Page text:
It takes more than 30 years to build the magnificent Kingsbridge Cathedral in this book; it took Ken Follet 3 years and 3 months to write this epic story, it took me 13 days to get to the end of this extraordinary tale.
In a time of civil war, famine and religious strife, there rises a magnificent Cathedral in Kingsbridge. Against this backdrop, lives entwine: Tom, the master builder, Aliena, the noblewoman, Philip, the prior of Kingsbridge, Jack, the artist in stone and Ellen, the woman from the forest who casts a curse. At once, this is a sensuous and enduring love story and an epic that shines with the fierce spirit of a passionate age, the middle of the twelfth century, primarily during the time sometimes called the Anarchy, between the sinking of the White Ship and the murder of Thomas Becket.
"The Pillars of the Earth" opens with a prologue that vaguely introduces future characters and a mystery that will gradually tie the numerous characters together. It is exciting, gripping and sets the expectations high all the time.
If I must be honest, my reading speed rose once the narration leaves Tom Builder and Follett begins to bring us into the major part of the story involving Brother Philip of St.-John-In-The-Forest. Philip is an incredibly engaging character, my best favourite with Jack Jackson and Aliena. Philip’s strong Christian conviction is honest without being preachy or pedantic. Jack Jackson is the sharply intelligent and rebellious son of charismatic (a witch?) Ellen, who brought him up in the forest; Archdeacon Waleran Bigod, the self-serving and double-dealing priest is just too slick for words; Aliena is the beautiful daughter of a fallen earl who reveals immediately as a fascinatingly admirable heroine and moreover as a strong brave young woman whose strength is underlined by the weakness and flaws of the brother she so much loves and always supports, Richard.Actually,n one of the protagonist is perfect - all have their flaws that make them undeniably human. Well, William Hamleigh is only wicked, incredibly wicked, unbearably stupid and wicked.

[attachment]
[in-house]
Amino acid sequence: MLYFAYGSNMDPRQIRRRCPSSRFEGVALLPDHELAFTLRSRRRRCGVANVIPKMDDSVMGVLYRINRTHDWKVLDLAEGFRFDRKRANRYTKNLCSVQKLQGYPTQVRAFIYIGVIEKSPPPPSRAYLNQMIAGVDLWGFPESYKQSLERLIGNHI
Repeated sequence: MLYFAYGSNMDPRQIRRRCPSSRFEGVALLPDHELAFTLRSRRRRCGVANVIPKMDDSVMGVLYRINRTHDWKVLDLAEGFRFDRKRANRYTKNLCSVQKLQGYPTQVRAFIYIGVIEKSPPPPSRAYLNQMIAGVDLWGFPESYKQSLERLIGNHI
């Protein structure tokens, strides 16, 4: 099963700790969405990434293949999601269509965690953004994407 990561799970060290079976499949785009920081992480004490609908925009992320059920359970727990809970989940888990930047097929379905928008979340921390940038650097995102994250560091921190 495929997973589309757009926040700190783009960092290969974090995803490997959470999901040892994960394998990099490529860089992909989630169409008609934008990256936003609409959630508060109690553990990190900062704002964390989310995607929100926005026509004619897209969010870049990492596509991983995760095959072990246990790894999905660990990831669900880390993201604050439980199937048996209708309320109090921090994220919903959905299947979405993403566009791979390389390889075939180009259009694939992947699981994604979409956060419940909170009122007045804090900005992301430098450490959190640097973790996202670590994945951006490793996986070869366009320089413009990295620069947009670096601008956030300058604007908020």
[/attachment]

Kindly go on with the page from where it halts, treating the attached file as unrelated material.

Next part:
The story is long. It has to be - it's about the building of a Gothic cathedral, which takes twenty, thirty years to build . Everything that could go wrong does go wrong, as is to be expected with a project of such expanse and , especially, in such a troubled historical period. A seemingly endless series of twists and turns and disgraces flows under the reader’s eyes and you go on thinking, "Good Lord, what else could happen?" all the time.
However, it is an incredibly good story. A real page turner that won my suspicion and prejudice against best – sellers. Brilliant.
Any complain? The language. I find Ken Follett’s language quite elementary sometimes. Wanted or not, I find that he could have made diction a bit more refined. It is such a good story! But I can even understand that one thousand pages, with hundreds of thousands of words are not easy to cope with. I’m not a writer, I’m only a scribbler, but as I reader I highly appreciate a good choice of beautiful words.
Now I must, definitely must, see the series. Especially because Tom Builder is Rufus Sewell and Prior Philip is Matthew Mac Fadyen. I’ll start hunting immediately...